The Story of the New Orleans Mint, Part I

The Battle of New Orleans

The Battle of New Orleans

New Orleans was founded in 1718 by a fellow named Jean­ Baptiste Le Moyne de Bienville. As you might imagine, he was French. He named the city Nouvelle­ Orléans (New Orleans) for the Duke of Orleans, Philip II (not to be confused with a variety of other monarchs named Philip II throughout the history of western civilization). The City changed hands from the French to the Spanish, then back to the French before becoming a part of the United States in 1803 as part of the Louisiana Purchase.

The British never really considered the Louisiana purchase valid, since the U.S. bought the territory from the United Kingdom’s all ­time arch enemy and despoiler of everything noble and good, Napoleon Bonaparte. To the United States, Napoleon was just another quirky tyrant, and they didn’t really care what the British considered valid or invalid. While the British were at war with Napoleon they needed lots of sailors to operate their mighty fleet of warships to fight the French to the death.
For some unknown reason, some British sailors preferred to work on merchant ships, unload salted herring at the docks, or to try their hand at potato farming. Some of them went to America and became U.S. citizens, working on U.S. ships, which were not at war with the French to the death.

The British considered the naturalization of the ex- British sailors invalid too, and so they stopped U.S. ships at sea and forcibly brought their boys back home. This was called “Impressment”. The Americans weren’t impressed, and partly because of this declared war on the British. The Americans figured it would be an easy win, considering the British were preoccupied with Napoleon. To the dismay of the Americans, the British kept them on their heels for two and a half years, (although there were some inspiring American victories, especially near the end of the war).The two sides met and decided to call it a draw on December 27, 1814 when the warring parties signed the Treaty of Ghent.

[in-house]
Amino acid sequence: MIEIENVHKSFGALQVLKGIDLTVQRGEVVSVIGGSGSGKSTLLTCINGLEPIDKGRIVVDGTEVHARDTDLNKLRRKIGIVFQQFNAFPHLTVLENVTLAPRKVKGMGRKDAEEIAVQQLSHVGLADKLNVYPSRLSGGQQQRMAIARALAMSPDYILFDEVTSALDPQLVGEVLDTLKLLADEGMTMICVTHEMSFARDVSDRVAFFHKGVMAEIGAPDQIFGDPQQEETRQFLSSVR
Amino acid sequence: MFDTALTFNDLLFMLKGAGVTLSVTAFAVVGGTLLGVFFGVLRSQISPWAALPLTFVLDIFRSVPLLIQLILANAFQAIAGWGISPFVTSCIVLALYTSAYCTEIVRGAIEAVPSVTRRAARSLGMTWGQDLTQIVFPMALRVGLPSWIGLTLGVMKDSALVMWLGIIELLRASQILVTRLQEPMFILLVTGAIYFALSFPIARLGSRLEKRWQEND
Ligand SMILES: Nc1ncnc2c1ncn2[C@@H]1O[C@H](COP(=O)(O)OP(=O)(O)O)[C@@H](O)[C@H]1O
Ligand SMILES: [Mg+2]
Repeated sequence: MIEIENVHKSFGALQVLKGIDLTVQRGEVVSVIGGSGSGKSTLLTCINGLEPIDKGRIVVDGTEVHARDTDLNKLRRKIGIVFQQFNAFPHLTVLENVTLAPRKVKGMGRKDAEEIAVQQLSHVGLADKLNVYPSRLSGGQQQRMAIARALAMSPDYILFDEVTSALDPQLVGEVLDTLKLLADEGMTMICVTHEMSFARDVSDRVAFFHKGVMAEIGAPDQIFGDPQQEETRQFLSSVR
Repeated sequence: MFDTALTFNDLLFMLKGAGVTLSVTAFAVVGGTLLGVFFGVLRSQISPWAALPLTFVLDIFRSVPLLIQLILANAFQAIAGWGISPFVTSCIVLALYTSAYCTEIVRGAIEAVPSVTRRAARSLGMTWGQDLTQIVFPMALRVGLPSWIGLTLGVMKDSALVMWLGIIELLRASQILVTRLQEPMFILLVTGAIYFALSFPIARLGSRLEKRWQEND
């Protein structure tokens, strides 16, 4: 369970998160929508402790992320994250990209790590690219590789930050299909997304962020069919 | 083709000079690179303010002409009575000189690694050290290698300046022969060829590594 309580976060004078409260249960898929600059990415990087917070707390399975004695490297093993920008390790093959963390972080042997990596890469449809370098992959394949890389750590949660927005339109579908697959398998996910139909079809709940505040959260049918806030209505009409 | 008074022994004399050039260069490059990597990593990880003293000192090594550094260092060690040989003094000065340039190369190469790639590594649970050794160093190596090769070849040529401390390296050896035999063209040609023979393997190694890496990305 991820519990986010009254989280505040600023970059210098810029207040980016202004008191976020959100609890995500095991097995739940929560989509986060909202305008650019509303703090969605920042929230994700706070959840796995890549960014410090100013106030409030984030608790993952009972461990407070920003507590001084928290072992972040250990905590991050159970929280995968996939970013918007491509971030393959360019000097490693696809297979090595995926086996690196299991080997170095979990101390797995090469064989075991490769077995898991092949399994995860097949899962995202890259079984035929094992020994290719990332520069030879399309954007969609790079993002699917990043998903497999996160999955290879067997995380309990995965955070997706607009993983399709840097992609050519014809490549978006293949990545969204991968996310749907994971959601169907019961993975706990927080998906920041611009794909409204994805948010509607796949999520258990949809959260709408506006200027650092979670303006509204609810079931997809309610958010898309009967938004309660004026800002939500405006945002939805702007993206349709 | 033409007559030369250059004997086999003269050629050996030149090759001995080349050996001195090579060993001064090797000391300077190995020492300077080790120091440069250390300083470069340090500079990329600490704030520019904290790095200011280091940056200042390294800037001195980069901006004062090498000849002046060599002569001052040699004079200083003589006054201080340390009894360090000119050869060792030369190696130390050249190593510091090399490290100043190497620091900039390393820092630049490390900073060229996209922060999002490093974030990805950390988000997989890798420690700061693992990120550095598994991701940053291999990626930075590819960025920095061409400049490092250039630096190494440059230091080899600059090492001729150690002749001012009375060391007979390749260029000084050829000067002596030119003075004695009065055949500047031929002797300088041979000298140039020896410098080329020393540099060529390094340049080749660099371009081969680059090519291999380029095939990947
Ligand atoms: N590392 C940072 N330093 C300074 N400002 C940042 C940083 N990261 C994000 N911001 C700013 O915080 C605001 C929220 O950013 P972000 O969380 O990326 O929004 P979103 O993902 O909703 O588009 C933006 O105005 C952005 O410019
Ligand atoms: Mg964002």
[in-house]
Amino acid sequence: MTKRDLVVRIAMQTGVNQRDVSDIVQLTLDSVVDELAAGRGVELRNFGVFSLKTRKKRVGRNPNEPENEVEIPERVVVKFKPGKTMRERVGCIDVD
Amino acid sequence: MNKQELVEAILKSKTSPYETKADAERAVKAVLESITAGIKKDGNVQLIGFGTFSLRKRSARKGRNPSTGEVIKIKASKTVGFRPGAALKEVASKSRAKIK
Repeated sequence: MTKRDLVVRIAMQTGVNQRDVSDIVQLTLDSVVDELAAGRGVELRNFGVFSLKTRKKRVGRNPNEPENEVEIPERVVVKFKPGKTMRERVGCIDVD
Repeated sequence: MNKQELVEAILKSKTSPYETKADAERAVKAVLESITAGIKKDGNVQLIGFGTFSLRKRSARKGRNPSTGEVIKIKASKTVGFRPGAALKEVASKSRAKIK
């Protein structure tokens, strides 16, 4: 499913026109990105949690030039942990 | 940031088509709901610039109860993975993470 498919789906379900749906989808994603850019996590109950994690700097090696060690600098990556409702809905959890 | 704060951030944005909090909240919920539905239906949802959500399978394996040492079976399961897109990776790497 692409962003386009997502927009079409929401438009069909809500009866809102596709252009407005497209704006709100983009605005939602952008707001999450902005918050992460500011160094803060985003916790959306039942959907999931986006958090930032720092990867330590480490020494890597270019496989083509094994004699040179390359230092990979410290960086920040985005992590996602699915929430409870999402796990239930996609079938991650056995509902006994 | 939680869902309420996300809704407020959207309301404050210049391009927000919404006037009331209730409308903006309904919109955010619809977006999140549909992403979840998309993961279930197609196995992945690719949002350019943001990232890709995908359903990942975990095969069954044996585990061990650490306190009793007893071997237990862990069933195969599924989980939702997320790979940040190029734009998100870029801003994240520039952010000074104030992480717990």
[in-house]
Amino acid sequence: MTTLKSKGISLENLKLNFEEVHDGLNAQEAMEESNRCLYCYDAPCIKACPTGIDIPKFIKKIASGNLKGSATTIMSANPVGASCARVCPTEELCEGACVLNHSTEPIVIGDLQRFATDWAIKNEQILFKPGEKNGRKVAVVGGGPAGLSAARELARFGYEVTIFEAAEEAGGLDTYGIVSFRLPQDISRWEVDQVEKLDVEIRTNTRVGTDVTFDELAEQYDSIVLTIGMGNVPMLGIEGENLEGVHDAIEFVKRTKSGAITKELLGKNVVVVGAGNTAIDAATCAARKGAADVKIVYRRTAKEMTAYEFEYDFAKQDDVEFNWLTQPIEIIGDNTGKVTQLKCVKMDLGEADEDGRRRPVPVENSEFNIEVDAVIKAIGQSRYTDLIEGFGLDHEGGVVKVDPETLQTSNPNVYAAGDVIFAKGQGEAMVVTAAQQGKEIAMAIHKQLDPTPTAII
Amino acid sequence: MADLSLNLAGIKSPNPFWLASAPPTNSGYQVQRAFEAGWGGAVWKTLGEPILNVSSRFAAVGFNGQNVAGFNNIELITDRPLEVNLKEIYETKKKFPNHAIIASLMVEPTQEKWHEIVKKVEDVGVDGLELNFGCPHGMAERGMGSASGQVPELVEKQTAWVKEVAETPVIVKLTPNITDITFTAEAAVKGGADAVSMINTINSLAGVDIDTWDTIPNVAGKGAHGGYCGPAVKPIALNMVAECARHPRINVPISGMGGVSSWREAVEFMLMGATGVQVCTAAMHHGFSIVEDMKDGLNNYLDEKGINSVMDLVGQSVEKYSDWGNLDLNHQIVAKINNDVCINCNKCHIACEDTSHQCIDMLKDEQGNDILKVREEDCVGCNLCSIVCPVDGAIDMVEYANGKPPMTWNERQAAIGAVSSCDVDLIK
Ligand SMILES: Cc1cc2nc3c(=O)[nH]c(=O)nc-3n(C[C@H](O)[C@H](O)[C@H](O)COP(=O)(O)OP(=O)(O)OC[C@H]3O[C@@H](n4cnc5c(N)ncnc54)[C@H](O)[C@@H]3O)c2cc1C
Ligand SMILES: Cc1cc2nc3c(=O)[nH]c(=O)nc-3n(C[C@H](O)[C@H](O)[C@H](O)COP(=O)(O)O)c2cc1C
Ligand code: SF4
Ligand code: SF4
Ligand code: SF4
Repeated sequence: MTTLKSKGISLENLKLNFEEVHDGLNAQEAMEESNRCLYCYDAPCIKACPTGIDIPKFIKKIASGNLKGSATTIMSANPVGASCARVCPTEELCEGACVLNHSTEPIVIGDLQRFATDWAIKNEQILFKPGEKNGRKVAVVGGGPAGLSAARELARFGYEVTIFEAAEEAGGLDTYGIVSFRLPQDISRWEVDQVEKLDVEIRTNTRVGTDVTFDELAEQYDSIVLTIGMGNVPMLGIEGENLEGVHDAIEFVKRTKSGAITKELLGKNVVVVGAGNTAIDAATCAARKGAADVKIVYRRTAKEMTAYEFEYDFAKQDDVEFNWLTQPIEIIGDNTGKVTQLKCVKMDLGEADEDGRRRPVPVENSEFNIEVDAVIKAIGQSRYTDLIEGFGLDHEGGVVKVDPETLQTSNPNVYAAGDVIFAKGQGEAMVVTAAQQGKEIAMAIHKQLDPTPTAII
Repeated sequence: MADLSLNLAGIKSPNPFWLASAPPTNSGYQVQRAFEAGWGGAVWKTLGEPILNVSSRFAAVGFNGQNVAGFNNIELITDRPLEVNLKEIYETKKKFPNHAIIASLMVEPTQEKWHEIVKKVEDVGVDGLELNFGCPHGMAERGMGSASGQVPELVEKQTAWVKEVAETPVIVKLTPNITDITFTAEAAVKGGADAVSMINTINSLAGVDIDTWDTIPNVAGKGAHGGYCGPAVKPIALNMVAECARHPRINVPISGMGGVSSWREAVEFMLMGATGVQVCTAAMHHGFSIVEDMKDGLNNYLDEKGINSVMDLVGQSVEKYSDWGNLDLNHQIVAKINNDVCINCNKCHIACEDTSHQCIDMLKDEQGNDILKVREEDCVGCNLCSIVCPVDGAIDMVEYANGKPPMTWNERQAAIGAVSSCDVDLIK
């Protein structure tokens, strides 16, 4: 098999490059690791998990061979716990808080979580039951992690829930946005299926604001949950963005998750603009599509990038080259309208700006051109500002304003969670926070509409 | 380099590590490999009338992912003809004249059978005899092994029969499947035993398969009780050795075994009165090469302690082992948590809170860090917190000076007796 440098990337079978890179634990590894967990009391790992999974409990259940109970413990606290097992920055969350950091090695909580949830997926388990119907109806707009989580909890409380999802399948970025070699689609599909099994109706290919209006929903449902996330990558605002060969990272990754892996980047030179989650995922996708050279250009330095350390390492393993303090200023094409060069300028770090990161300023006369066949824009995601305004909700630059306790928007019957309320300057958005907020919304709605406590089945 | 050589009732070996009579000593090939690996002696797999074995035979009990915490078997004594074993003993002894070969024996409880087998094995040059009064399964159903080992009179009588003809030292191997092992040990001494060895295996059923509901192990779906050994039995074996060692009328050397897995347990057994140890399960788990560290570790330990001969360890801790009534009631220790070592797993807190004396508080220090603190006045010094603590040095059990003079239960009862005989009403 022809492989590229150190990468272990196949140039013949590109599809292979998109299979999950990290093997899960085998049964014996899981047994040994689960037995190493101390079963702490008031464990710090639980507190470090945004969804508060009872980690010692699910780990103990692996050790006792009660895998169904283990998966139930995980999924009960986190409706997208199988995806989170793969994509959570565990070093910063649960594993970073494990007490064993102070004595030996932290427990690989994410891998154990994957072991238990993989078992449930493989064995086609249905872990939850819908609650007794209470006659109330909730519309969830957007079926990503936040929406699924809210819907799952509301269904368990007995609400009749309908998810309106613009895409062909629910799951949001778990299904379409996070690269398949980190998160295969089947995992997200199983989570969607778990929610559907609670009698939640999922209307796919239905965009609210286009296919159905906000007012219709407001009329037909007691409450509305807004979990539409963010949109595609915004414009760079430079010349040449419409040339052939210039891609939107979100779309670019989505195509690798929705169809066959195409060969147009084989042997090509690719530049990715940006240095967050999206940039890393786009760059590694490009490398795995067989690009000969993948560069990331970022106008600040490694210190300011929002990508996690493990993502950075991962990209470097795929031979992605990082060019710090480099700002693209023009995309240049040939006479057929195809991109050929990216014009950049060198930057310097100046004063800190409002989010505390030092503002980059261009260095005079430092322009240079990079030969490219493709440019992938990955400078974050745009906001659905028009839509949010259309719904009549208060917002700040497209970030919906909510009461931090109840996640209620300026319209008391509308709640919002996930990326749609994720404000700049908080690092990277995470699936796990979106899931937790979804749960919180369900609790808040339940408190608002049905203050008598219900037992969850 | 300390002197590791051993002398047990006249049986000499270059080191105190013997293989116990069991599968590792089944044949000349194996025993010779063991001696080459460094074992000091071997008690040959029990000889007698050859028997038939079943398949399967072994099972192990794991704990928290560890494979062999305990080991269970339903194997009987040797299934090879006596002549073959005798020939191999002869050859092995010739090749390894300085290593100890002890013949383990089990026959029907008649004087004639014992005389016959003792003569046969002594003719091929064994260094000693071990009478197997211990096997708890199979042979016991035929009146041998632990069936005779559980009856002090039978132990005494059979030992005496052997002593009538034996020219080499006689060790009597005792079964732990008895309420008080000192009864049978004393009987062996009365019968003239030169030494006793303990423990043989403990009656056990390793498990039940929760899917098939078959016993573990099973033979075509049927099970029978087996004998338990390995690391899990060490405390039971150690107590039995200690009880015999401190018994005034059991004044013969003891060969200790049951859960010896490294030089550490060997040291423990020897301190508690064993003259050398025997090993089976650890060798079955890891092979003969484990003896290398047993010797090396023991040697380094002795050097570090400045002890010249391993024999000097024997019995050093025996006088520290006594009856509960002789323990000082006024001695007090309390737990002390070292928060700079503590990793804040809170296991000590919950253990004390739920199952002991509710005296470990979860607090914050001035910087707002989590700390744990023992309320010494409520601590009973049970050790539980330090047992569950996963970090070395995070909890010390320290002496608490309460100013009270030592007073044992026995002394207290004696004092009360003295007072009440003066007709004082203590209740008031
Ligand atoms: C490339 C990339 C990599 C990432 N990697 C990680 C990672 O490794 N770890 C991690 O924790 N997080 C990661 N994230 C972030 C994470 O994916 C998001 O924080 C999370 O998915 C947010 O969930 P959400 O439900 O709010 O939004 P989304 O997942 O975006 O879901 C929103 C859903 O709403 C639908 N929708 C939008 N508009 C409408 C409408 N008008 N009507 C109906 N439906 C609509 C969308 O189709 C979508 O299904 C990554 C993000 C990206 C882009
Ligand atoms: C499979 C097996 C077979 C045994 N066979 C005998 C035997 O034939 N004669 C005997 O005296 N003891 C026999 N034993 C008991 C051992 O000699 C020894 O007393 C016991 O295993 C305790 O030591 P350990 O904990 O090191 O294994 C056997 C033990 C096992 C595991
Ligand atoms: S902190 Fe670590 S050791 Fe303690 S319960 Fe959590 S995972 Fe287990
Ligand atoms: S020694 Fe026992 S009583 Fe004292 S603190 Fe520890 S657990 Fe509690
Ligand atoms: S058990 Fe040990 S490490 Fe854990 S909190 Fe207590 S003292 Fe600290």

News of the treaty and ratification took a couple of months back in those days, and the British figured they would make the best use of the lag ­time by capturing New Orleans. Although they figured the American garrison there was weak, and the impetuous commander by the name of Andrew Jackson largely inept, they left nothing to chance. The attacking British army was composed mostly of veteran soldiers who had just beaten Napoleon at Waterloo. These guys were not pansies by any stretch of the imagination. They ate leather for fun, slept on sharpened bayonets, and didn’t flinch when a palmetto bug ran up their pant legs. You get the idea. There were lots of them, and they were coming for New Orleans.

It turns out the defending Americans, though small in number, weren’t so weak as the British imagined, and Andrew Jackson not so impetuous and inept as they thought either. Jackson had a bone to pick, since as a boy he’d been mistreated by the British army during the American Revolution. He made sure the invaders had hardly a moment’s rest by harassing them from the moment they landed, and prepared a brilliant defense. Still, Jackson and the Americans needed everything to go exactly their way and then some to win against the British army (did I mention they were tough?). Everything went the Americans’ way. The British helped the Americans along by forgetting to bring their ladders when they had to scale the American earthworks. The British also had to face volunteer riflemen from Kentucky and Tennessee. The Kentucky riflemen grew up shooting squirrels between the eyes at 300 yards, so you can imagine what they did to soldiers in red marching across an open field, or to generals on horseback shouting and waving their arms.

The sound when The Americans under Andrew Jackson won the Battle of New Orleans was the sound of the world’s collective jaw dropping. Unfortunately for the Americans, the war was already over, so beating the redcoats at New Orleans didn’t affect the terms of the treaty. But New Orleans stayed American, and Andrew Jackson went on to accomplish a thing or two as well, I hear, like getting himself on the $20 bill. But I digress. Andrew Jackson remembered New Orleans fondly, and when the time came to build new U.S. Mints, New Orleans was at the top of his list.